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Archaeology & History

King Tut's blade was made from a meteorite

By T.K. Randall
June 1, 2016 · Comment icon 23 comments

The ancient Egyptians made good use of meteoric iron. Image Credit: CC BY-SA 2.0 Harry Potts
The dagger buried alongside the young pharaoh appears to have been more valuable than previously thought.
Using a technique known as X-ray fluorescence spectrometry, researchers from Milan Polytechnic, Pisa University and the Egyptian Museum in Cairo determined that the iron in the ancient blade contained a high percentage of nickel as well as other materials typically found in meteorites.

The team was even able to track down the specific meteorite the blade was constructed from - a rock named Kharga which was discovered 16 years ago in a limestone plateau at Mersa Matruh.
The find suggests that meteoric iron was considered to be a highly valuable material in ancient Egypt and also helps to highlight the skillful craftsmanship of the smiths who worked with it.

"It would be very interesting to analyze more pre-Iron Age artifacts, such as other iron objects found in King Tut's tomb," said study author Daniela Comelli. "We could gain precious insights into metal working technologies in ancient Egypt and the Mediterranean."

Source: Gizmodo | Comments (23)

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Recent comments on this story
Comment icon #14 Posted by EllJay 8 years ago
  I can recommend, for those interested in Tut Ankh-Amon, to watch the mini-series Tut      
Comment icon #15 Posted by Beacon_Field 8 years ago
So "Gods" from space came to Earth and helped the Egyptians build pyramids. Not only did they do that but they also gave them daggers and swords made out of meteorites. Ancient Egyptians, Aliens and Space are linked like a spider's web.
Comment icon #16 Posted by Leonardo 8 years ago
Just to clarify, the method of "cold-forging" I refer to just means the metal was not melted and forged via being set in a mold. It's likely heat was applied to the meteoric ore to soften it though, before it was hammered into shape. So, the "cold" is only relative. Items created through cold-forging would likely be much brittler than smelted copper weapons and tools, as the impurities in the metal would not be removed via smelting. So, Tut's meteoric iron dagger was likely ceremonial rather than practical.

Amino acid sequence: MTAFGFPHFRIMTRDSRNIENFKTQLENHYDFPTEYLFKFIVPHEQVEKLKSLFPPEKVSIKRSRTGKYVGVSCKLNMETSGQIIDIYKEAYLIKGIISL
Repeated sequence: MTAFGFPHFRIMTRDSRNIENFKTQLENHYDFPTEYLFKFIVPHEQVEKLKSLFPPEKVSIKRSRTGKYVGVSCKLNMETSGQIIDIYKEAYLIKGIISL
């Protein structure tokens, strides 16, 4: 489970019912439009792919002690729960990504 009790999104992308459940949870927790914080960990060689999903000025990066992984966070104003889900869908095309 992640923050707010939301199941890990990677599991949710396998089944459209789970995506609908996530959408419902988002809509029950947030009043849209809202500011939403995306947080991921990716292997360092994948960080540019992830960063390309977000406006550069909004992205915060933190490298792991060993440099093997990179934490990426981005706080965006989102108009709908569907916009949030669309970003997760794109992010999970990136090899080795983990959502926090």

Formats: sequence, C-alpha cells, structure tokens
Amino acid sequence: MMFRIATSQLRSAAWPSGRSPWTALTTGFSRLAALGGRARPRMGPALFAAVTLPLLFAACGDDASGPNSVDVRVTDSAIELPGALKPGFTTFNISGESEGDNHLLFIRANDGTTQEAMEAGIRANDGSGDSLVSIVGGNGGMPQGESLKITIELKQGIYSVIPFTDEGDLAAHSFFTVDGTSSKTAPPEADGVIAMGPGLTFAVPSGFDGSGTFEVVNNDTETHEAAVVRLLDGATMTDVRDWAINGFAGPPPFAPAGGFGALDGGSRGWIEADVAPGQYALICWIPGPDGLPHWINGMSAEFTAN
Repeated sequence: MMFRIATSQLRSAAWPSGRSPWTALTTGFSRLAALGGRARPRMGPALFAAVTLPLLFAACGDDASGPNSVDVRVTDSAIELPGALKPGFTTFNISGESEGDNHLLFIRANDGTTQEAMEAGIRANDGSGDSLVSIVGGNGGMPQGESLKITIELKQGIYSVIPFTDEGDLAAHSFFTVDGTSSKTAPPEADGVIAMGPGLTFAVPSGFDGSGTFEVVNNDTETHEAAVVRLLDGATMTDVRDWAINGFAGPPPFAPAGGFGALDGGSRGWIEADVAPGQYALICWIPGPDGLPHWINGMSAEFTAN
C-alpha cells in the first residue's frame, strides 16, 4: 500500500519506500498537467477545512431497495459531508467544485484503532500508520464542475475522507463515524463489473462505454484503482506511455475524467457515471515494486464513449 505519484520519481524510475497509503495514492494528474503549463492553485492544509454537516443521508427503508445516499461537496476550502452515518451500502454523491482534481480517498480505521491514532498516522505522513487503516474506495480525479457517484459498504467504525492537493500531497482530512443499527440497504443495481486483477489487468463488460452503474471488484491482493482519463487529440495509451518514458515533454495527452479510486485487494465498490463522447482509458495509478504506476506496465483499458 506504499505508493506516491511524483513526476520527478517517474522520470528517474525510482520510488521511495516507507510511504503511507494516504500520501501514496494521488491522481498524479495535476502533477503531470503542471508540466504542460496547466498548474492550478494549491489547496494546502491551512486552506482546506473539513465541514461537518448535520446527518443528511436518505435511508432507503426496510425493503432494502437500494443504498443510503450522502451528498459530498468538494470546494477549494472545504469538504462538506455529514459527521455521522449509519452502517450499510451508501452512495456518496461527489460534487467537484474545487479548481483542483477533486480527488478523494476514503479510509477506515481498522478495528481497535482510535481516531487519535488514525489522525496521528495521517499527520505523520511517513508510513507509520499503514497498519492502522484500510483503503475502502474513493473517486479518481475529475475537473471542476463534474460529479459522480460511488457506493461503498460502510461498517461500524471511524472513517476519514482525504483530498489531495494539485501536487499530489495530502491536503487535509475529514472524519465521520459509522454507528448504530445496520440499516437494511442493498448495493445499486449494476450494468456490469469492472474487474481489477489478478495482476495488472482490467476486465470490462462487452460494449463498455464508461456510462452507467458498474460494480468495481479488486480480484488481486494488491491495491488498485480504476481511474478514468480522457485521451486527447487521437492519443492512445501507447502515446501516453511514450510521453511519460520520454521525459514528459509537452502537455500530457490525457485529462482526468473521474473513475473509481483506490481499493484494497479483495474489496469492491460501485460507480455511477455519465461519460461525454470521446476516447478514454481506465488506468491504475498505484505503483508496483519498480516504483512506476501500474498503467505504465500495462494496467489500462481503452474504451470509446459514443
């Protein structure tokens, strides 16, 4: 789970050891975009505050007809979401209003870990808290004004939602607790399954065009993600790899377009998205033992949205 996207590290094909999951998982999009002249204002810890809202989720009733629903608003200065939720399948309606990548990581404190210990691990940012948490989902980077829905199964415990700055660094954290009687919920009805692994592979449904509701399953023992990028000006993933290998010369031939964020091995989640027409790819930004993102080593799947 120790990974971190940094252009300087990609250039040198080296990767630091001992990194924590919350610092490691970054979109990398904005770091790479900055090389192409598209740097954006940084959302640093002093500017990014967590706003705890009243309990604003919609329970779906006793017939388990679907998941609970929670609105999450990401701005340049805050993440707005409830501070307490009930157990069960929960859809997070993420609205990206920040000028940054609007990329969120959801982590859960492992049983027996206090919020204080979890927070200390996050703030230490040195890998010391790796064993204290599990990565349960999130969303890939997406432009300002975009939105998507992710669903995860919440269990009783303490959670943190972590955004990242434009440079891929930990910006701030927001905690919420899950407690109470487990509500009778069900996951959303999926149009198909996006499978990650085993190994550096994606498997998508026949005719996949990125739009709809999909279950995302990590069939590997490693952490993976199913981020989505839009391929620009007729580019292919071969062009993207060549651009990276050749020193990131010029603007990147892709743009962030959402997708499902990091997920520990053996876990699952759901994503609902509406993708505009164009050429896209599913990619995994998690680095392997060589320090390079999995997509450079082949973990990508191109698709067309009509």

Comment icon #17 Posted by EllJay 8 years ago
Comment icon #18 Posted by kmt_sesh 8 years ago
In clearing the tomb Howard Carter found a receipt from Amazon. Tut ordered the dagger from there, along with a copy of Mummies for Dummies as a gift for the royal embalmers. So maybe I made that up. But you're right about meteoric objects—beads and such fashioned from meteoric iron date in very limited quantities all the way back to the late Predynastic. It was definitely considered a luxury item. More spectacular to look at is the solid-gold dagger which was wrapped within Tut's bandages. It has cloisonné work on the handle. This was not a common technique among Egyptian craftsmen so it's... [More]
Comment icon #19 Posted by Merc14 8 years ago
kmt_sesh, wouldn't a weapon made of iron be profoundly interesting to the warrior class?  Wouldn't they aggressively chase that technology?
Comment icon #20 Posted by EllJay 8 years ago
I wonder if it could be some early version forged out of Wootz Steel. The Wootz Steel later on (several hundred years later) became the famous Damascus Steel. I'm not sure about the timeline though. How far before A.D did Tut live? A 1000 years?
Comment icon #21 Posted by kmt_sesh 8 years ago
That's an excellent question. I don't know whether ancient Near Easterners of Tut's time (or earlier) fully realized the military potential for iron. Even if they did, meteoric iron was the only form available, and you can imagine how scarce it was. Egypt in Tut's time was a superpower and was doing quite fine for itself (after rebounding from the Amarna interlude), so as with other kingdoms of the time, well-made bronze weapons were sufficient. As it is, the first true Iron Age military did not emerge until the Neo-Assyrian empire, and they ended up rolling over everyone, Egypt included. Tut ... [More]
Comment icon #22 Posted by Leto_loves_melange 8 years ago
...i wonder if the knife would have to be sharpened after 3000 plus years. 
Comment icon #23 Posted by EllJay 8 years ago
Well, according to this they exported steel for weapons to Egypt the Egyptians got their steel via import. But it doesn't add up time-wise though. This was after 1300 BC

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